Bolan v. Avalon Farms Property Owners Ass'n

Decision Date10 August 1999
Citation735 A.2d 798,250 Conn. 135
CourtConnecticut Supreme Court
Parties(Conn. 1999) MARIE G. BOLAN v. AVALON FARMS PROPERTY OWNERS ASSOCIATION, INC. (SC 16066)

John W. Pickard, for the appellant (plaintiff).

Zbigniew S. Rozbicki, for the appellee (defendant).

Callahan, C. J., and Borden, Berdon, Norcott, Katz, Palmer and McDonald, Js.

Callahan, C. J.

OPINION

The dispositive issue in this appeal is whether Connecticut should continue to adhere to the unity of title doctrine. See Curtin v. Franchetti, 156 Conn. 387, 389, 242 A.2d 725 (1968). We conclude that it should not. Accordingly, we reverse the judgment of the trial court, which was compelled by its justified reliance on the doctrine as stated in Curtin.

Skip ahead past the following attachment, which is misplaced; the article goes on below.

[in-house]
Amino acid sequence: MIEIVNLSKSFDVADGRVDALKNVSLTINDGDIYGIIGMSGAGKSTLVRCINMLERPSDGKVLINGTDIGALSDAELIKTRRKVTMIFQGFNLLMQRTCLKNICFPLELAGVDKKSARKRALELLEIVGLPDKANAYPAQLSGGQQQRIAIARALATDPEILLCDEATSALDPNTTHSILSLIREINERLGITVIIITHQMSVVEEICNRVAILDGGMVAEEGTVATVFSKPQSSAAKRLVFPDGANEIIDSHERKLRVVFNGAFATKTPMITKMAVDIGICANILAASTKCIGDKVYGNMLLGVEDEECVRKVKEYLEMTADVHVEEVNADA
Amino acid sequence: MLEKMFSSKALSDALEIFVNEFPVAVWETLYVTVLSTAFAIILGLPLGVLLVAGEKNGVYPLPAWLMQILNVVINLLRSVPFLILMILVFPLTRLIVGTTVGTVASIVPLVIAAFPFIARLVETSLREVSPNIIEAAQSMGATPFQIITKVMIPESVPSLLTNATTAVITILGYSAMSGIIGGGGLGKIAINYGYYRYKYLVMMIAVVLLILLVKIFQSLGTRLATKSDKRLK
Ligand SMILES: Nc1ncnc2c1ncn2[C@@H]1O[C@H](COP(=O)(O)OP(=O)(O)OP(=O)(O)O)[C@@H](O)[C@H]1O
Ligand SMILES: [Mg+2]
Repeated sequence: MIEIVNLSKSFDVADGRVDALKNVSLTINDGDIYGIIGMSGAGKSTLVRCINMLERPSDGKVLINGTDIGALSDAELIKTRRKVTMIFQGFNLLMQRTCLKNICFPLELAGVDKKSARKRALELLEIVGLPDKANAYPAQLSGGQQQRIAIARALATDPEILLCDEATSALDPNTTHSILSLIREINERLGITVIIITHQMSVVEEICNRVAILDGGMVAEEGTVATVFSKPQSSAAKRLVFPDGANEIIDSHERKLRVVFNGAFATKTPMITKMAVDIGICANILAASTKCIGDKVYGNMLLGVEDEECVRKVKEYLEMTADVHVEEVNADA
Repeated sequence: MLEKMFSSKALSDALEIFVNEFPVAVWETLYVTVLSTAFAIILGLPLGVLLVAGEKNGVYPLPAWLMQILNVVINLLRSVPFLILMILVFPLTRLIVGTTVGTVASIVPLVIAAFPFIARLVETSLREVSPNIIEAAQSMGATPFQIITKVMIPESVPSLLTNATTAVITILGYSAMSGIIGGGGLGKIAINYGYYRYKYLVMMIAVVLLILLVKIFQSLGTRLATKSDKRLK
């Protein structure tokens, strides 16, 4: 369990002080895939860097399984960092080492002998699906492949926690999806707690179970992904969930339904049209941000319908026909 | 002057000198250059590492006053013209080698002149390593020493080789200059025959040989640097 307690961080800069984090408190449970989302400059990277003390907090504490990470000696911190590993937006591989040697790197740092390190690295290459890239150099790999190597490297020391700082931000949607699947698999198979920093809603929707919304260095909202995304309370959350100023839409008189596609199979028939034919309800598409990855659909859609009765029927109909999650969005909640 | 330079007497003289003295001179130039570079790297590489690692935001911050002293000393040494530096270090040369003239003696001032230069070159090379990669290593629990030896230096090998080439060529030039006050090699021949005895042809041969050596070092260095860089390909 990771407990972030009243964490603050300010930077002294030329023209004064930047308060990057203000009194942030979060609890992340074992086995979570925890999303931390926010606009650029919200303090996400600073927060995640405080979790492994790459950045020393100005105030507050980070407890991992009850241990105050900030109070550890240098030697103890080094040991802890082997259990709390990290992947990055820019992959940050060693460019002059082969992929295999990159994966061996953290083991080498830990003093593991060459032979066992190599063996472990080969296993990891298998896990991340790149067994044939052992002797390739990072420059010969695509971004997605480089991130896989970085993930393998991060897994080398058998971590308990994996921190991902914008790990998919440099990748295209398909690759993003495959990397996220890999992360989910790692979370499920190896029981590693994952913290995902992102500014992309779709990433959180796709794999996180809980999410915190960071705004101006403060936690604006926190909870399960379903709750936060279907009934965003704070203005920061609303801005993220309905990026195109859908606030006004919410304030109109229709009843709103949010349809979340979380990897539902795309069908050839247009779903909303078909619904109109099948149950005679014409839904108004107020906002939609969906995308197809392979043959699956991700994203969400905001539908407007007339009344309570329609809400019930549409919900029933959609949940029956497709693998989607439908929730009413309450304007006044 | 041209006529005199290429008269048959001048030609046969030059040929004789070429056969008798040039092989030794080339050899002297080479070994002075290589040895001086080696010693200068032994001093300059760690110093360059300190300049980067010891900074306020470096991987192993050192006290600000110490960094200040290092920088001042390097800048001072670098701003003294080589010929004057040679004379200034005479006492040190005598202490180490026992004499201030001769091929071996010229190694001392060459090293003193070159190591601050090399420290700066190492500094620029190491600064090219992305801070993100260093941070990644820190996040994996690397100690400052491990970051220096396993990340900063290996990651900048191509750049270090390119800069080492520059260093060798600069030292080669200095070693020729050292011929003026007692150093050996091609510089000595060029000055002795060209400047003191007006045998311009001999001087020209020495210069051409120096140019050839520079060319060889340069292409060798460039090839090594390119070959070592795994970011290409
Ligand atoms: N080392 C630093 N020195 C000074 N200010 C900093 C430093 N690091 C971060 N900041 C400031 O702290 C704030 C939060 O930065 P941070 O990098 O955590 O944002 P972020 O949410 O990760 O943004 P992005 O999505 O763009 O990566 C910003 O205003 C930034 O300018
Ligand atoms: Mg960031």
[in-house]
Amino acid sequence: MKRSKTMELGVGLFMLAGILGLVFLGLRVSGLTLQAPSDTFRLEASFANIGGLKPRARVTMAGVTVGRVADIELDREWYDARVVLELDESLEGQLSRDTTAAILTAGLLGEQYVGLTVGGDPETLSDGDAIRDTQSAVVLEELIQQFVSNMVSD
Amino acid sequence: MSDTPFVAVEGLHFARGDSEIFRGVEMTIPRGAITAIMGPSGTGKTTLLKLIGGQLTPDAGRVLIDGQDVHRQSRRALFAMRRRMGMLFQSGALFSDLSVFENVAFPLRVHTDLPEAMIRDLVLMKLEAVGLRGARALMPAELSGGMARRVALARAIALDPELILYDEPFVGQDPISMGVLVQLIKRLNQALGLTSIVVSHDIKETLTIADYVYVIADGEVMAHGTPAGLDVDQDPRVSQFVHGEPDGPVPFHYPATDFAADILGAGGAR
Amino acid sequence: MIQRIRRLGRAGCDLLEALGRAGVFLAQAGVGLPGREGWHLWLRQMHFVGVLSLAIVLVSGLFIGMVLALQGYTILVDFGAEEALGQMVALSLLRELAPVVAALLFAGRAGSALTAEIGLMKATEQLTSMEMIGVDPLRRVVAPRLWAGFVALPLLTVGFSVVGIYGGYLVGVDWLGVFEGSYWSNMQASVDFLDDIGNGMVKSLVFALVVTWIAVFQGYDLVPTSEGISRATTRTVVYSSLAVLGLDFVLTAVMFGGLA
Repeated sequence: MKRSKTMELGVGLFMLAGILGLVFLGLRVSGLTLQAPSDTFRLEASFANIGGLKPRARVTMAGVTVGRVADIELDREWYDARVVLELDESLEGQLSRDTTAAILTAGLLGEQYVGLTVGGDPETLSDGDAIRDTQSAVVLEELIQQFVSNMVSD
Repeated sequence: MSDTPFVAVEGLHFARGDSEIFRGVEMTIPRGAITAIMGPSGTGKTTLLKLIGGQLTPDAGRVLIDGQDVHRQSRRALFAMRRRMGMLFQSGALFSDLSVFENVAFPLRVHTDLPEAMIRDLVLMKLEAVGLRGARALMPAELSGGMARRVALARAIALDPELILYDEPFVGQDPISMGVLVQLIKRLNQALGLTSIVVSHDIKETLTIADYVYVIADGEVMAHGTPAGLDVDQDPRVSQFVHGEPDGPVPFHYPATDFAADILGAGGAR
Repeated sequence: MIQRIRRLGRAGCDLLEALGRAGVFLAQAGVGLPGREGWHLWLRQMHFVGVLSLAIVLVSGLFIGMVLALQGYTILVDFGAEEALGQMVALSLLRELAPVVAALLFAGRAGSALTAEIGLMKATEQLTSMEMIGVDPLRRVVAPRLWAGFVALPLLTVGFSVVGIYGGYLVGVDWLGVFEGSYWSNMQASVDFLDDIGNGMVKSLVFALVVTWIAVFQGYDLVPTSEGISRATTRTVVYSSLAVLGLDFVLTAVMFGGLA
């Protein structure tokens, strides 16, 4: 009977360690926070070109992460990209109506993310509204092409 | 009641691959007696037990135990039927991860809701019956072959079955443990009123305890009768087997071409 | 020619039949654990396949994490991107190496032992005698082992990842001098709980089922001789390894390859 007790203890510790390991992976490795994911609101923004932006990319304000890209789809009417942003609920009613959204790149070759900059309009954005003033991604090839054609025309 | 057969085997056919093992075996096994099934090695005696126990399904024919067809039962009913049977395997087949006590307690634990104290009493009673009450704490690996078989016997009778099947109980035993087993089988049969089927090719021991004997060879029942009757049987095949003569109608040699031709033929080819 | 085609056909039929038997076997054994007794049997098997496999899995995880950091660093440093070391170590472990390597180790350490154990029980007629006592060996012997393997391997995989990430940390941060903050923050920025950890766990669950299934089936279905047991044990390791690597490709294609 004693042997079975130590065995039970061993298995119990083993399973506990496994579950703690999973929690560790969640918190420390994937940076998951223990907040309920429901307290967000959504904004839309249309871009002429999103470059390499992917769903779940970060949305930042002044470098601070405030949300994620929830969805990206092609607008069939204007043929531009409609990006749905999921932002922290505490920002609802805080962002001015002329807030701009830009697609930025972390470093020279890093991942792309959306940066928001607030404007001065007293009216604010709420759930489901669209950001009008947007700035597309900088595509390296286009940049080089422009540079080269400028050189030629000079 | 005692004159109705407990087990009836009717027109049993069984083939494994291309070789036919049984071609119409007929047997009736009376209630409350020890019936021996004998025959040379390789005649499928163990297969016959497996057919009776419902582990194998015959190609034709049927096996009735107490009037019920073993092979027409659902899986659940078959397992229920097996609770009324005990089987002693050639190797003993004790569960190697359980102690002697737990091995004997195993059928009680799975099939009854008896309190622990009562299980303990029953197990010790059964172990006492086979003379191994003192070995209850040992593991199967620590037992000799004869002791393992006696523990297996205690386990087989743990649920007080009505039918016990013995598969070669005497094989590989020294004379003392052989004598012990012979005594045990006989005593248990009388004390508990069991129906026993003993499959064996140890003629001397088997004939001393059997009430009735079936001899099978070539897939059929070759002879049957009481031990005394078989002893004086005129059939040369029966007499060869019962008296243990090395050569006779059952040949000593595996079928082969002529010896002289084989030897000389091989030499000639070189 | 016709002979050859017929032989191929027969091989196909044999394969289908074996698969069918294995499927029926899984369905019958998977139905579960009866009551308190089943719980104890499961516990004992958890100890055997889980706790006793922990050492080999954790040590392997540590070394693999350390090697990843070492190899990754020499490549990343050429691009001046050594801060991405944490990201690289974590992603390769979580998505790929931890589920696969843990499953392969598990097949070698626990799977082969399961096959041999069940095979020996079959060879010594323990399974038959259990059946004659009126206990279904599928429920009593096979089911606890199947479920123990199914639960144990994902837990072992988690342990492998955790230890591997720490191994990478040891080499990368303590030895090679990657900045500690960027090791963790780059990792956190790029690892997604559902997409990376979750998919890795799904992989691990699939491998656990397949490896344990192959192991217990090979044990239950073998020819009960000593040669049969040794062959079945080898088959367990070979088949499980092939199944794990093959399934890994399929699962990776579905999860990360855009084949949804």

The following facts and procedural history are undisputed. The plaintiff, Marie G. Bolan, is the owner of approximately 161 acres of undeveloped real estate located in Litchfield. The plaintiff's land does not abut any public highway and is completely landlocked. The defendant, Avalon Farms Property Owners Association, Inc., is the owner of land that is situated immediately south of, and adjacent to, the plaintiff's land.

From 1936 to 1939, Isabel Curtis was the owner of a large tract of land that included the properties that now belong to the plaintiff and the defendant. In 1939, Isabel Curtis divided her tract into two separate parcels. The boundary line between the two was the centerline of Old Mount Tom Road, a road that in 1927 had been discontinued for public use by the town of Litchfield. Isabel Curtis retained ownership of the tract north of the boundary line, and transferred the tract south of the line to her son, Charles Curtis. At that time, both tracts abutted public highways.1